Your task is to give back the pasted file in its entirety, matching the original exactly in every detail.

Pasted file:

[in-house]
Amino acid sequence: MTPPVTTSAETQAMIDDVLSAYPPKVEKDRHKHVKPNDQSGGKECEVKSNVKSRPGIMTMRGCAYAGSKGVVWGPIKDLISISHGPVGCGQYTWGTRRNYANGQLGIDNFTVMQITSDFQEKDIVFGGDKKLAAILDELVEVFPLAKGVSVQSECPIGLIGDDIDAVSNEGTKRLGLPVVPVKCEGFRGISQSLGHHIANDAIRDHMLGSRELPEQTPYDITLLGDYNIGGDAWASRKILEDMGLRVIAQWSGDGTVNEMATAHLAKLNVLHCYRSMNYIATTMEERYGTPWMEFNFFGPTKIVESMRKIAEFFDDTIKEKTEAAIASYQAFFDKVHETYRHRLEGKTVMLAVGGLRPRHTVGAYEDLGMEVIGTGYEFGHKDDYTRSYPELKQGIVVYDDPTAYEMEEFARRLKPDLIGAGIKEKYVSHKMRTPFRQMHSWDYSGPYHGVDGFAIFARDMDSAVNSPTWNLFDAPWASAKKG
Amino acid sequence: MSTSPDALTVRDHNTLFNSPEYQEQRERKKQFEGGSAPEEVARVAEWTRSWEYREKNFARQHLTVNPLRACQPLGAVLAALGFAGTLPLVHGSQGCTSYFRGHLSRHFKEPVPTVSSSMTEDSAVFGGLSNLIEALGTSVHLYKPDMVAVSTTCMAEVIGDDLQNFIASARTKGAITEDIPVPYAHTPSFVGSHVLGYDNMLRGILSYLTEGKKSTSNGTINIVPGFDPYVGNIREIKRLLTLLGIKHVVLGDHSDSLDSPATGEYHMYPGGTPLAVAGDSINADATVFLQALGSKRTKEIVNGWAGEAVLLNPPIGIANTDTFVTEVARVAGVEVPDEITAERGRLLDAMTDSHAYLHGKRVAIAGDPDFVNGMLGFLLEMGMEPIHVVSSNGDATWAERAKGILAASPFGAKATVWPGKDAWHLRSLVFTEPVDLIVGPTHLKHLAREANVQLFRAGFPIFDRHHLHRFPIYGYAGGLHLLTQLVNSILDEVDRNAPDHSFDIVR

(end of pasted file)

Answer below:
[in-house]
Amino acid sequence: MTPPVTTSAETQAMIDDVLSAYPPKVEKDRHKHVKPNDQSGGKECEVKSNVKSRPGIMTMRGCAYAGSKGVVWGPIKDLISISHGPVGCGQYTWGTRRNYANGQLGIDNFTVMQITSDFQEKDIVFGGDKKLAAILDELVEVFPLAKGVSVQSECPIGLIGDDIDAVSNEGTKRLGLPVVPVKCEGFRGISQSLGHHIANDAIRDHMLGSRELPEQTPYDITLLGDYNIGGDAWASRKILEDMGLRVIAQWSGDGTVNEMATAHLAKLNVLHCYRSMNYIATTMEERYGTPWMEFNFFGPTKIVESMRKIAEFFDDTIKEKTEAAIASYQAFFDKVHETYRHRLEGKTVMLAVGGLRPRHTVGAYEDLGMEVIGTGYEFGHKDDYTRSYPELKQGIVVYDDPTAYEMEEFARRLKPDLIGAGIKEKYVSHKMRTPFRQMHSWDYSGPYHGVDGFAIFARDMDSAVNSPTWNLFDAPWASAKKG
Amino acid sequence: MSTSPDALTVRDHNTLFNSPEYQEQRERKKQFEGGSAPEEVARVAEWTRSWEYREKNFARQHLTVNPLRACQPLGAVLAALGFAGTLPLVHGSQGCTSYFRGHLSRHFKEPVPTVSSSMTEDSAVFGGLSNLIEALGTSVHLYKPDMVAVSTTCMAEVIGDDLQNFIASARTKGAITEDIPVPYAHTPSFVGSHVLGYDNMLRGILSYLTEGKKSTSNGTINIVPGFDPYVGNIREIKRLLTLLGIKHVVLGDHSDSLDSPATGEYHMYPGGTPLAVAGDSINADATVFLQALGSKRTKEIVNGWAGEAVLLNPPIGIANTDTFVTEVARVAGVEVPDEITAERGRLLDAMTDSHAYLHGKRVAIAGDPDFVNGMLGFLLEMGMEPIHVVSSNGDATWAERAKGILAASPFGAKATVWPGKDAWHLRSLVFTEPVDLIVGPTHLKHLAREANVQLFRAGFPIFDRHHLHRFPIYGYAGGLHLLTQLVNSILDEVDRNAPDHSFDIVR